There will be people who shy away from St. Louis area filmmaker Trevor Juenger's latest film The Man in Motel 6 solely because they look at the 2-1/2 hour running time and cringe.
Those same people, of course, think nothing of devoting the same amount of time, or more, to the mindless dreck that has become the Marvel Cinematic Universe. I don't begrudge anyone actually enjoying the Marvel flicks, of course, though it saddens me that genuinely engaging, independently voiced cinema such as this indie/arthouse horror title will fly under the radar lucky to recoup expenses for what is undoubtedly the toilet paper budget for a Marvel flick.
Juenger has once again united with indie icon Bill Oberst Jr., an actor I see as sort of the John Hiatt of the indie/horror world because much like Hiatt his rhythms are so unique that it's easy to dismiss his actual greatness. However, also like the Americana/roots singer Hiatt anyone who actually knows the indie/experimental movie scene knows that Oberst Jr. is absolutely one of the best.
The Man in Room 6 circles around Carrie (Jackie Kelly), a socially troubled young woman trying to mend a broken relationship with her mother. After her grandfather passes away in a nursing home, Carrie finds herself drawn to the mysterious William (Oberst Jr.), a 106-year-old man whose possibly demented and possibly not tales enthrall Carrie. After a series of increasingly tall tales, William inexplicably disappears; Carrie is implicated in his murder.
From her opening moments, Jackie Kelly (Tennessee Gothic) is mesmerizing as the young Carrie. Kelly is a weird weaving together of vulnerability, smoldering mystery, and emotional intensity all into one. Kelly never really lets us see the fullness of Carrie's mystery and we're better off for that. I'll admit I chuckled when I first saw her and immediately thought of Little Nicky era Patricia Arquette, a thought that actually kind of worked the more Carrie's narrative unfolded.
As William, Oberst Jr. once again gives a unique, inspired performance finding life in and out of the prosthetics that age him but never completely mask him. It's clear that Oberst Jr. understands all the nooks and crannies of William's stories and while he's in the film for just under half its running time he's absolutely stunning throughout.
To say that The Man in Motel 6 has disparate pieces would likely be an understatement. It can be a difficult film to follow at times, though close observation easily indicates an interconnectedness. I hesitate to use the word sprawling, though it seems appropriate as Juenger has clearly devoted himself to this sprawling, entirely unique world that is both complex and yet remarkably simple in its manifestation. Among the other vital players, Blaire Winter (Black Easter) is particularly strong as Elizabeth as is Dalton Littrell as her younger brother, Avery. Retired Hall of Fame wrestler Steve Montana leaves a powerful impact as Elizabeth and Avery's alcoholic father, Chuck. The family abode next to a cemetery amps up the impact considerably.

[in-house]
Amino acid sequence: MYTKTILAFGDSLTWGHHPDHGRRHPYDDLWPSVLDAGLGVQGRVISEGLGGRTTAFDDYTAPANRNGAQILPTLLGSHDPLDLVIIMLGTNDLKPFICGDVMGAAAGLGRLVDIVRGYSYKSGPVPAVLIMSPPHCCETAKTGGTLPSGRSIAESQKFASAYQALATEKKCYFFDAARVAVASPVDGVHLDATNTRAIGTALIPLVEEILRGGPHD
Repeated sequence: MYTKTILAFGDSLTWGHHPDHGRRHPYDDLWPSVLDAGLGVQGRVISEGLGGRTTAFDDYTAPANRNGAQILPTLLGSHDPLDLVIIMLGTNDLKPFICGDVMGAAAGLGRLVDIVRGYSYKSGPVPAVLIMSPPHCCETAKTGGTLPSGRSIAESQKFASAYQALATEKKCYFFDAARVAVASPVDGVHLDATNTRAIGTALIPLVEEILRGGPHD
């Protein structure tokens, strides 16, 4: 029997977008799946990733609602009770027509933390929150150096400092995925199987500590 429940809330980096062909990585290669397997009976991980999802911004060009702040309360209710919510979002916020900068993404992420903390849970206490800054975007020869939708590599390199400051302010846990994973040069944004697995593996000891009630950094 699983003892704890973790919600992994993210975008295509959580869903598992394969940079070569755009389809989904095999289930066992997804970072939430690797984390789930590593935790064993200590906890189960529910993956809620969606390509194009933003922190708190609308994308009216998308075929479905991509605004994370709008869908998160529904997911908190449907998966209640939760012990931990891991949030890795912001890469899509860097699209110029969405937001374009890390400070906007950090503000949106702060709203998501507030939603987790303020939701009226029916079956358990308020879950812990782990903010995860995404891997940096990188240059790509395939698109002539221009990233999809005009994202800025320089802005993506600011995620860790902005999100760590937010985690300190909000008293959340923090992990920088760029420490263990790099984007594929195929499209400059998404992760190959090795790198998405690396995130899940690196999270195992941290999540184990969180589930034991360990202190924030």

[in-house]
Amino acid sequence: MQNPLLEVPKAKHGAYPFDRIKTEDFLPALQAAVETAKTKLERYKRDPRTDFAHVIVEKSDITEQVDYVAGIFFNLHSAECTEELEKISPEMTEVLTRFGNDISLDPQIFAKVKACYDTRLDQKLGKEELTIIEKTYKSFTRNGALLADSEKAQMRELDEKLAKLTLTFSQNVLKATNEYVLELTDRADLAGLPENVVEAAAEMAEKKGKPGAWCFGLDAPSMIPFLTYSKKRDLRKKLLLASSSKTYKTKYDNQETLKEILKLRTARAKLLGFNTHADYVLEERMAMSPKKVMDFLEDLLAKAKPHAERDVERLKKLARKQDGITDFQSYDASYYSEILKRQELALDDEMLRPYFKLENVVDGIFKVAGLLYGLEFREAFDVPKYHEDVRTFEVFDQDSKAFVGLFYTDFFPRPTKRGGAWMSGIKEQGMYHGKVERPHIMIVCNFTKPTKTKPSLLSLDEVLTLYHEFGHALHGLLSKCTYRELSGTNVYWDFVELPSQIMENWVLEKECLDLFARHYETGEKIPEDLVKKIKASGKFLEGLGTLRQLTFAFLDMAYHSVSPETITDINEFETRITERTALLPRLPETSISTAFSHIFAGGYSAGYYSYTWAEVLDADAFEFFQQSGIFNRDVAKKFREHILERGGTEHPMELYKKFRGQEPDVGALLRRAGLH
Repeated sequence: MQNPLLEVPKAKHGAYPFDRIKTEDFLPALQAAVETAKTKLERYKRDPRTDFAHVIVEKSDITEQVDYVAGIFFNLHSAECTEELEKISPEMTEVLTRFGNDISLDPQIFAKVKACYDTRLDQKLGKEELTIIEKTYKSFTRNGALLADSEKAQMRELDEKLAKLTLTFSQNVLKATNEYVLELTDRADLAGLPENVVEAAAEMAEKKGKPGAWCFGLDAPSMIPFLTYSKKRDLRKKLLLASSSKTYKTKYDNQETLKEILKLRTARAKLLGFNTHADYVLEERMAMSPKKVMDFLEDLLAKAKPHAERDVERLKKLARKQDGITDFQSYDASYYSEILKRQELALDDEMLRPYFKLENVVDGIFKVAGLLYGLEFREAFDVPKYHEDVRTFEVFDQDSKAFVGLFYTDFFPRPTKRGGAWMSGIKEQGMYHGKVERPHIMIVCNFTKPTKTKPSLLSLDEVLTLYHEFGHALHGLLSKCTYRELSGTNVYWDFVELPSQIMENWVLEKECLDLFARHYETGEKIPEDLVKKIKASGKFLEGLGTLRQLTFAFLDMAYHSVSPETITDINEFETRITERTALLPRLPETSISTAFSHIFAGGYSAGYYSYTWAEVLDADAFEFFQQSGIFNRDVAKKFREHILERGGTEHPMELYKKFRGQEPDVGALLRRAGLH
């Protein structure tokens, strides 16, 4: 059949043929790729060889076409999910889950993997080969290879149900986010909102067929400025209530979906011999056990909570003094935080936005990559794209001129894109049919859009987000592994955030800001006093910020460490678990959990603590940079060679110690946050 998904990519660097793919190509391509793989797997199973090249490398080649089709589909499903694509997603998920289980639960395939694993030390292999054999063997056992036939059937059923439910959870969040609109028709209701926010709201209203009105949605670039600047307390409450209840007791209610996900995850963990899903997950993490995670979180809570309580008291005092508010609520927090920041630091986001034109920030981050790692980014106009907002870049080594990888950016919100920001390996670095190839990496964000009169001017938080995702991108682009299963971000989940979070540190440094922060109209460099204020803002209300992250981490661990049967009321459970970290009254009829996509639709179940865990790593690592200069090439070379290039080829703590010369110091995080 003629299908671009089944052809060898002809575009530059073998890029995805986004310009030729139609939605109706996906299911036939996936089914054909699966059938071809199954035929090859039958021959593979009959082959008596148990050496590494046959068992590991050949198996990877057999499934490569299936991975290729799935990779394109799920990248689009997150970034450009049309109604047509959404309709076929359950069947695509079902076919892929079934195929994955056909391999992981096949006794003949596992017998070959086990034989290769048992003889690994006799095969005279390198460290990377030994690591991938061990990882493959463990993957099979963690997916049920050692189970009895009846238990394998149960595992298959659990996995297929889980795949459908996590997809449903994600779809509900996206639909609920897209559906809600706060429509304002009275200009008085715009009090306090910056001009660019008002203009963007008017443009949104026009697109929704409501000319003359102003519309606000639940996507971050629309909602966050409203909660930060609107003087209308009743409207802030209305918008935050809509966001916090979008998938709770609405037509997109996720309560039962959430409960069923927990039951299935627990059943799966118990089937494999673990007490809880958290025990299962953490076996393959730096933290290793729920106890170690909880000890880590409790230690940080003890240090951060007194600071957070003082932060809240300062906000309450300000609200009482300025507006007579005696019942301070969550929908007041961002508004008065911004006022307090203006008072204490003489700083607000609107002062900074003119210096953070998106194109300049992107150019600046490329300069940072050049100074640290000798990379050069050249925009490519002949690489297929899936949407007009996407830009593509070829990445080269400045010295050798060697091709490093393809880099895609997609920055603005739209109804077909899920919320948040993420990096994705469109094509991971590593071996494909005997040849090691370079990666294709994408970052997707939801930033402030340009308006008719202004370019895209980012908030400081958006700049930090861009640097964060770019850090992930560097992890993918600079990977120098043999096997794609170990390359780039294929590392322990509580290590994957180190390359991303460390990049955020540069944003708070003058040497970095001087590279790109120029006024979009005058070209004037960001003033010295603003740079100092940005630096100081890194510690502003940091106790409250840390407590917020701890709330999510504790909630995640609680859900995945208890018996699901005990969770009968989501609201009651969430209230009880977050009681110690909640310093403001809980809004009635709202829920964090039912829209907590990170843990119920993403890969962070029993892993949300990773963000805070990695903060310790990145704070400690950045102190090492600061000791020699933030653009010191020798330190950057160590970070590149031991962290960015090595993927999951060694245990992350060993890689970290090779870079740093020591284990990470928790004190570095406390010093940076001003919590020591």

There are others, of course, and Juenger has cast this ensemble quite well down to the smallest of roles.
Cinematography from the trio of Dylan Schnitker, Joe Tello, and Rexx Villotti is jarring in its naturalism as we move from intimacy to horror to mystery to so much more. The original music from Jeremy Flower and Carla Kihlstedt complements the film's rhythms the entire way.
A weird but quietly wonderful indie/arthouse horror project, The Man in Room 6 never lets us feel settled and yet also grabs us and never lets us go. While it would be easy to say the film's 2-1/2 hour running time is excessive, especially in the indie horror world, each piece is essential and it's hard to imagine the film without every scene firmly intact. In short, there's an exception to every rule and The Man in Room 6 is exactly the film that it needs to be.
Written by Richard Propes
The Independent Critic